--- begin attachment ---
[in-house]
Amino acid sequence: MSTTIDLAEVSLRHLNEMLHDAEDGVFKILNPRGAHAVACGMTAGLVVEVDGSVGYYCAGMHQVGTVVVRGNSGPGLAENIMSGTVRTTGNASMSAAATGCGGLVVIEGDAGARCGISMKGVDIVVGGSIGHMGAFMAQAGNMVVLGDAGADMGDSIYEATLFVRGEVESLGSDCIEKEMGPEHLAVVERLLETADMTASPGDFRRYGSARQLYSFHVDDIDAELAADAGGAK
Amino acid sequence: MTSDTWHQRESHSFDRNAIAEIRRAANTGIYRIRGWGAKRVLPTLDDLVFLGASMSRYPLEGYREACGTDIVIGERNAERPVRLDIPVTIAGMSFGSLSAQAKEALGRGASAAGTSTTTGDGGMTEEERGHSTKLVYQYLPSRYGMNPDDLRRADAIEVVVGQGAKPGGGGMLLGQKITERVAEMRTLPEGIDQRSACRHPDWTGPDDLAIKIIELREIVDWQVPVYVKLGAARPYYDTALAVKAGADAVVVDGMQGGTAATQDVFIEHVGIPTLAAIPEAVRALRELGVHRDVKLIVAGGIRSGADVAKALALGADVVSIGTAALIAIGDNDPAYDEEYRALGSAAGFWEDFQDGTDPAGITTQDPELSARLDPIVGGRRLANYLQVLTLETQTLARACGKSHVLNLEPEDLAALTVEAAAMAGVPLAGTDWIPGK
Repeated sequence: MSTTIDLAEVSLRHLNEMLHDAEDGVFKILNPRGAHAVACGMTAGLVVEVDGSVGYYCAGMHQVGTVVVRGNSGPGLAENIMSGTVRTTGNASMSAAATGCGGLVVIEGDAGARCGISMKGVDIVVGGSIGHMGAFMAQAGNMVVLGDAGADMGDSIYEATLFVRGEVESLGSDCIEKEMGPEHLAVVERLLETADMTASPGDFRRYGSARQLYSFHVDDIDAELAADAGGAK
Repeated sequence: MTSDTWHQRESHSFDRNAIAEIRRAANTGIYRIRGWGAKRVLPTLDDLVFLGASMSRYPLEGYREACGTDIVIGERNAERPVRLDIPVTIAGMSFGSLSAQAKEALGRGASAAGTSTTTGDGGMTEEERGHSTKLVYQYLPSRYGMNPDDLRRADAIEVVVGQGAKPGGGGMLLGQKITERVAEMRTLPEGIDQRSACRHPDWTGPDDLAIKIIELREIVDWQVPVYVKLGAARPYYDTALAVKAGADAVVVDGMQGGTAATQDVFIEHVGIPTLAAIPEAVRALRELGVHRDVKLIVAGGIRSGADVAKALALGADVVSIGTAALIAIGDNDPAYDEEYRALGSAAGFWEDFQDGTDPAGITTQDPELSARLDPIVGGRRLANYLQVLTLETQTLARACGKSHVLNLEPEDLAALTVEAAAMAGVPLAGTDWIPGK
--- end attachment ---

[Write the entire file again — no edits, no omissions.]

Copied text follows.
[in-house]
Amino acid sequence: MSTTIDLAEVSLRHLNEMLHDAEDGVFKILNPRGAHAVACGMTAGLVVEVDGSVGYYCAGMHQVGTVVVRGNSGPGLAENIMSGTVRTTGNASMSAAATGCGGLVVIEGDAGARCGISMKGVDIVVGGSIGHMGAFMAQAGNMVVLGDAGADMGDSIYEATLFVRGEVESLGSDCIEKEMGPEHLAVVERLLETADMTASPGDFRRYGSARQLYSFHVDDIDAELAADAGGAK
Amino acid sequence: MTSDTWHQRESHSFDRNAIAEIRRAANTGIYRIRGWGAKRVLPTLDDLVFLGASMSRYPLEGYREACGTDIVIGERNAERPVRLDIPVTIAGMSFGSLSAQAKEALGRGASAAGTSTTTGDGGMTEEERGHSTKLVYQYLPSRYGMNPDDLRRADAIEVVVGQGAKPGGGGMLLGQKITERVAEMRTLPEGIDQRSACRHPDWTGPDDLAIKIIELREIVDWQVPVYVKLGAARPYYDTALAVKAGADAVVVDGMQGGTAATQDVFIEHVGIPTLAAIPEAVRALRELGVHRDVKLIVAGGIRSGADVAKALALGADVVSIGTAALIAIGDNDPAYDEEYRALGSAAGFWEDFQDGTDPAGITTQDPELSARLDPIVGGRRLANYLQVLTLETQTLARACGKSHVLNLEPEDLAALTVEAAAMAGVPLAGTDWIPGK
Repeated sequence: MSTTIDLAEVSLRHLNEMLHDAEDGVFKILNPRGAHAVACGMTAGLVVEVDGSVGYYCAGMHQVGTVVVRGNSGPGLAENIMSGTVRTTGNASMSAAATGCGGLVVIEGDAGARCGISMKGVDIVVGGSIGHMGAFMAQAGNMVVLGDAGADMGDSIYEATLFVRGEVESLGSDCIEKEMGPEHLAVVERLLETADMTASPGDFRRYGSARQLYSFHVDDIDAELAADAGGAK
Repeated sequence: MTSDTWHQRESHSFDRNAIAEIRRAANTGIYRIRGWGAKRVLPTLDDLVFLGASMSRYPLEGYREACGTDIVIGERNAERPVRLDIPVTIAGMSFGSLSAQAKEALGRGASAAGTSTTTGDGGMTEEERGHSTKLVYQYLPSRYGMNPDDLRRADAIEVVVGQGAKPGGGGMLLGQKITERVAEMRTLPEGIDQRSACRHPDWTGPDDLAIKIIELREIVDWQVPVYVKLGAARPYYDTALAVKAGADAVVVDGMQGGTAATQDVFIEHVGIPTLAAIPEAVRALRELGVHRDVKLIVAGGIRSGADVAKALALGADVVSIGTAALIAIGDNDPAYDEEYRALGSAAGFWEDFQDGTDPAGITTQDPELSARLDPIVGGRRLANYLQVLTLETQTLARACGKSHVLNLEPEDLAALTVEAAAMAGVPLAGTDWIPGK